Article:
The Warden notes that Powell’s Amended Grounds for Relief are the same grounds he
raised in his 2002 habeas petition.
The 2002 case was referred to the undersigned who
recommended that the first three grounds be dismissed as procedurally defaulted and the fourth
ground be dismissed on the merits (Report and Recommendations, reproduced at State Court
Record, ECF No. 12, Ex. 19). Mr. Powell made no objections and Judge Rose adopted the
Report, dismissing the 2002 Petition with prejudice. Id. at Ex. 20. Mr. Powell took no appeal.
Because these four grounds for relief were litigated on the merits in 2002, the Warden
asserts their re-litigation is barred by res judicata or collateral estoppel (Supplemental Return,
ECF No. 31, PageID 796, citing Manis v. Warden, Case No. 1:14-cv-057, 2015 U.S. Dist.
LEXIS 63323 (S.D. Ohio May 15, 2015). In Manis, however, the Court was concerned with the
collateral estoppel effect of a prior holding of mental incompetency by the Social Security
Administration in a later criminal proceeding in an Ohio Common Pleas Court.
Here, however, collateral estoppel or res judicata is urged to run from a prior decision of
this Court in habeas corpus. But habeas “long has been understood as an exception to both the
rule and the rationale of res judicata . . . .” Hertz & Liebman, Federal Habeas Corpus §
While neither res judicata nor collateral estoppel completely bars reconsideration of the
Court’s prior decision of these four grounds for relief, the parallel doctrine of law of the case
strongly suggests that the Court should not. Under the doctrine of law of the case, findings made
at one point in the litigation become the law of the case for subsequent stages of that same
litigation. United States v. Moored, 38 F 3d 1419, 1421 (6th Cir. 1994), citing United States v.
Bell, 988 F.2d 247, 250 (1st Cir. 1993). "As most commonly defined, the doctrine [of law of the
case] posits that when a court decides upon a rule of law, that decision should continue to govern
the same issues in subsequent stages in the same case." Arizona v. California, 460 U.S. 605, 618
(1983), citing 1B Moore's Federal Practice ¶0.404 (1982); Patterson v. Haskins, 470 F.3d 645,
660-61 (6th Cir. 2006); United States v. City of Detroit, 401 F.3d 448, 452 (6th Cir. 2005). “If it
is important for courts to treat like matters alike in different cases, it is indispensable that they
‘treat the same litigants in the same case the same way throughout the same dispute.’” United
States v. Charles, 843 F.3d 1142 at *6 (6th Cir. 2016)(Sutton, J.), quoting Bryan A. Garner, et al.,
The Law of Judicial Precedent 441 (2016).
Powell presented these same four claims in his 2002 Petition. They were decided against
him on the merits by this Court and he took no appeal. He has made no argument that the prior
decisions were wrong on the merits or cited any changed law that would undermine the prior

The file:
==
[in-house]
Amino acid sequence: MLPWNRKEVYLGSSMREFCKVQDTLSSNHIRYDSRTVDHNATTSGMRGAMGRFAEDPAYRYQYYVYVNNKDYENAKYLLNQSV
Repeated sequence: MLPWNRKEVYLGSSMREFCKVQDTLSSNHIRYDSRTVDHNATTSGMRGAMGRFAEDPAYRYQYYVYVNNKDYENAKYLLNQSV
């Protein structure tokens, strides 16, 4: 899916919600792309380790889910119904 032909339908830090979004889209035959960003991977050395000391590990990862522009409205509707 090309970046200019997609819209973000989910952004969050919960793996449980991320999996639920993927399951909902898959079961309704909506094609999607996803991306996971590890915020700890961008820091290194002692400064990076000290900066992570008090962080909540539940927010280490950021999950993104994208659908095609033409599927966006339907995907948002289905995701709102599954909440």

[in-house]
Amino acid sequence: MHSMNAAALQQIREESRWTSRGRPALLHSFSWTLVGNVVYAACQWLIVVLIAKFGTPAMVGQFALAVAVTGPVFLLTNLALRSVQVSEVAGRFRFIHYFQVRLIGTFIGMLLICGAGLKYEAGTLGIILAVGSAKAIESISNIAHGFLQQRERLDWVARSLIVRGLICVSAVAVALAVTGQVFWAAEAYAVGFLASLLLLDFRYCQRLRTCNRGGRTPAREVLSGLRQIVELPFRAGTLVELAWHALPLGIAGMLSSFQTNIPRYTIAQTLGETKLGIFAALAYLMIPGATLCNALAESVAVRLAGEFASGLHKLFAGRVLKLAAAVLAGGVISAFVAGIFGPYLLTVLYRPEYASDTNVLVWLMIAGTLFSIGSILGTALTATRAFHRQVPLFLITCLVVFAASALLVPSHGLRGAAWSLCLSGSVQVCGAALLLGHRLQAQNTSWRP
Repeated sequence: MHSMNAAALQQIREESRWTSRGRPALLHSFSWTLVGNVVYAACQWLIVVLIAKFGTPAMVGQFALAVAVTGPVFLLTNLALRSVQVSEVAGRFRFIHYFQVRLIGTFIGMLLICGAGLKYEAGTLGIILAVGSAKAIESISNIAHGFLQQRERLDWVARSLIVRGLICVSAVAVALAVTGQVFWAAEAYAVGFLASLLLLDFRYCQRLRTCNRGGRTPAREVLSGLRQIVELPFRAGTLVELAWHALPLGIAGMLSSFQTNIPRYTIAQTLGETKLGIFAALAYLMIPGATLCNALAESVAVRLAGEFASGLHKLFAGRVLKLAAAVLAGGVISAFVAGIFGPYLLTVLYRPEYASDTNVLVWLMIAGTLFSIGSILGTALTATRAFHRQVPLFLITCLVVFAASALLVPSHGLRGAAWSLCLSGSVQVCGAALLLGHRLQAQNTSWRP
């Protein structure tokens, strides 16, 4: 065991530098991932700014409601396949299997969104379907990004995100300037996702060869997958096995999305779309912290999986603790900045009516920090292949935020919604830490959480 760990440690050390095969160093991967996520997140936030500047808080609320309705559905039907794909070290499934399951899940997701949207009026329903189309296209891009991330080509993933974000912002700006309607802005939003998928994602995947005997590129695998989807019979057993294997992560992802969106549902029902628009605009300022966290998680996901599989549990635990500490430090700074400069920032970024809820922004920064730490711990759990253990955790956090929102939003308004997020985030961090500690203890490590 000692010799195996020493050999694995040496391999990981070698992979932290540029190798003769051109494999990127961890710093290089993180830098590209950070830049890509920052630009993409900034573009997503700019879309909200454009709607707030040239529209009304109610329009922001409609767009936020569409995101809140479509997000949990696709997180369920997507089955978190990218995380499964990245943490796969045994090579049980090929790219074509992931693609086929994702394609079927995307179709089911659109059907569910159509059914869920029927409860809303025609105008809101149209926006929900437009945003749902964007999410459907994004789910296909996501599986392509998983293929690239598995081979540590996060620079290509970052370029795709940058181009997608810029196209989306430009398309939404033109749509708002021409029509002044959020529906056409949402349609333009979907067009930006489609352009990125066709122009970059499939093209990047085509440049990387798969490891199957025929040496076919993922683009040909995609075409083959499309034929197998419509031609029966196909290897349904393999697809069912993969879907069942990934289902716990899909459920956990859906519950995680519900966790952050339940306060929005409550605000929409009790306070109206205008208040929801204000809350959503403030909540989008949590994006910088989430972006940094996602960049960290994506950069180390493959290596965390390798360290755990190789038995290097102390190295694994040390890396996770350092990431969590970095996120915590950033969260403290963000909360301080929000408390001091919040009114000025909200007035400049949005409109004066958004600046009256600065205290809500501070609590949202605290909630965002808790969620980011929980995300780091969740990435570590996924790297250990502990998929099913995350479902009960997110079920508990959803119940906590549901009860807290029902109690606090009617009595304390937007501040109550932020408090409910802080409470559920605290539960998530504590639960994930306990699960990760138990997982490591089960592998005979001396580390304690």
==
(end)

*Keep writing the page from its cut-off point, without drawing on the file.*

Accordingly, it is recommended that all four 2002 amended grounds for relief be dismissed
with prejudice on the same basis as they were previously dismissed.
On the basis of the foregoing analysis, it is respectfully recommended that the Amended
Petition be dismissed with prejudice. Because reasonable jurists would not disagree with this
conclusion, Petitioner should be denied a certificate of appealability and the Court should certify
to the Sixth Circuit that any appeal would be objectively frivolous and therefore should not be
permitted to proceed in forma pauperis.
November 7, 2017.
s/ Michael R. Merz
United States Magistrate Judge
NOTICE REGARDING OBJECTIONS
Pursuant to Fed. R. Civ. P. 72(b), any party may serve and file specific, written objections to the
proposed findings and recommendations within fourteen days after being served with this Report
and Recommendations. Pursuant to Fed. R. Civ. P. 6(d), this period is extended to seventeen
days because this Report is being served by mail. .Such objections shall specify the portions of
the Report objected to and shall be accompanied by a memorandum of law in support of the
objections. If the Report and Recommendations are based in whole or in part upon matters
occurring of record at an oral hearing, the objecting party shall promptly arrange for the
transcription of the record, or such portions of it as all parties may agree upon or the Magistrate
Judge deems sufficient, unless the assigned District Judge otherwise directs. A party may
respond to another party=s objections within fourteen days after being served with a copy thereof.
Failure to make objections in accordance with this procedure may forfeit rights on appeal. See
United States v. Walters, 638 F.2d 947, 949-50 (6th Cir. 1981); Thomas v. Arn, 474 U.S. 140,
Disclaimer: Justia Dockets & Filings provides public litigation records from the federal appellate and district courts. These filings and docket sheets should not be considered findings of fact or liability, nor do they necessarily reflect the view of Justia.
Why Is My Information Online?